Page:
Thoughts on King v Burwell

6/28/2015 01:16:00 PM
If you haven't heard, Burwell won. A loss would have meant almost 9 million Americans would have lost their health insurance and tens of millions more would have seen at least a 47 percent increase in their insurance costs. 6 justices on the Supreme Court decided to avoid that outcome.

Some conservatives have tried to argue that the decision was one of judicial overreach, of an unelected court rewriting legislation. I think the opposite is true. The interpretation that the plaintiffs in King sought to impose was never more than a technicality based on a mere four ambiguous words--total--in an almost thousand-page bill, an interpretation that, if imposed by the court, would have fundamentally altered the whole law, imposing a particularly draconian regulation that Congress never explicitly put there.

The court's ruling on Thursday morning was a bit surprising and weird. To be sure, I expected a ruling against the plaintiffs, but it was surprising because like most court watchers, I expected it to be decided under a Chevron doctrine, or perhaps constitutional avoidance, but not a ruling on the plain text. The decision was weird because the court held both that the four words in question--"established by the State"--were ambiguous but that the context nevertheless compels us to interpret them to include both state-run and federally-run exchanges.

The way I interpret this is the court is saying that Congress cannot hide mountains in molehills. The technicality that the architects of the plaintiff's case in King sought to exploit was not merely an unintended effect of a law--the court does not protect Congress from the unintended consequences of legislation--but rather a whole new regulatory regime supposedly being promulgated in the space of just 4 words, that would have fundamentally altered the way in which the legislation as a whole works. The court ruled that such a regulation requires more than 4 words to create. The court ruled that if Congress wants a regime in which only states that run their own exchanges are eligible for subsidies, that fact must be explicitly articulated in the bill, not merely implied through the use of tricky language in one four-word mention in the bill. The court said that neither the IRS nor the courts have the power to creatively exploit typos and technicalities after the fact to fundamentally alter an act of Congress.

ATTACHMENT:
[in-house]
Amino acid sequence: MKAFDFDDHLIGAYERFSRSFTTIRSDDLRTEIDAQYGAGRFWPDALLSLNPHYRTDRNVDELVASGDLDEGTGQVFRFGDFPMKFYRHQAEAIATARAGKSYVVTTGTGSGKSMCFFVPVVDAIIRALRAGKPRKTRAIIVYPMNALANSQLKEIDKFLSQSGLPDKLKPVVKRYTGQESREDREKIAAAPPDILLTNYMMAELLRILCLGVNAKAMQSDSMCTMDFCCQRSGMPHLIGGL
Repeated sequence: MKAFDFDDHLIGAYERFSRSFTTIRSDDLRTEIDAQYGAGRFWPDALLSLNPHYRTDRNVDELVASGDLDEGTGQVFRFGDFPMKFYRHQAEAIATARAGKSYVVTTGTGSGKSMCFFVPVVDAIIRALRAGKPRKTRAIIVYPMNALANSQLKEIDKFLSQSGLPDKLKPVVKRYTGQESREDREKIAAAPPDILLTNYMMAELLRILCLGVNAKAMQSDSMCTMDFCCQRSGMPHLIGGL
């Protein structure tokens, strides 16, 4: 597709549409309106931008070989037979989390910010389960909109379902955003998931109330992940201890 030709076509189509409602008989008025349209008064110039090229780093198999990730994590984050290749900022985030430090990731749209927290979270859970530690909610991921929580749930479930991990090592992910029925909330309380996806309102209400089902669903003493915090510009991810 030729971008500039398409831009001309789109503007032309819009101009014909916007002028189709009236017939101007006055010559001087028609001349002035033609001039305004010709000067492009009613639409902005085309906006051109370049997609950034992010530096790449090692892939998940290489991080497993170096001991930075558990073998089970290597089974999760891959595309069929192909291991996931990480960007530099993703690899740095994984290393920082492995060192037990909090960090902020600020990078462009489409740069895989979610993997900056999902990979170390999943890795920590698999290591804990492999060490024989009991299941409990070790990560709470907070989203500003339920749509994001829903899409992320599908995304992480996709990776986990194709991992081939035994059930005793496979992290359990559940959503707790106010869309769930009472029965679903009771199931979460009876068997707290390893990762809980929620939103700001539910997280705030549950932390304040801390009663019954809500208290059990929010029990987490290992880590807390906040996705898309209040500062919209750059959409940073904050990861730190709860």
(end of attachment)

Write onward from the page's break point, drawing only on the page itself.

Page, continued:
So, as an advocate for public health, I guess I'm glad that nearly 9 million Americans won't be losing health insurance--though I'm not sure that maintaining the status quo counts as a "win." But frankly, I'm much more pleased that we now have a precedent like this on the books. To see why, just think about one of the common--but most outrageous--objections that conservatives raised against the ACA in the first place: death panels.

The conservative paranoia over "death panels" comes from this passage from Section 1233 of HR 3200 that was briefly inserted into the ACA but ultimately deleted from the final bill for political reasons:
"For purposes of reporting data on quality measures for covered professional services furnished during 2011 and any subsequent year, to the extent that measures are available, the Secretary shall include quality measures on end of life care and advanced care planning that have been adopted or endorsed by a consensus-based organization, if appropriate. Such measures shall measure both the creation of and adherence to orders for life-sustaining treatment"
Basically, the bill would have authorized Medicare beneficiaries to see a doctor once every 5 years--if they want--to make plans for end-of-life care, and would have included doctor's willingness to offer these consultations and adherence to the patient's preferences expressed in them as part of their quality reporting criteria. There is absolutely nothing in the bill that said that government bureaucrats--a "death panel"--would decide who gets care and who doesn't. But critics charged that the language of the bill could be read in a way that authorized HHS to do exactly that.

Thursday's court ruling said otherwise. Applying the precedent from King, Congress cannot secretly promulgate such a massive regulatory change through language this vague. Shouldn't we all breath a sigh of relief knowing that Michael Cannon can never sue the government to force them to kill your grandmother?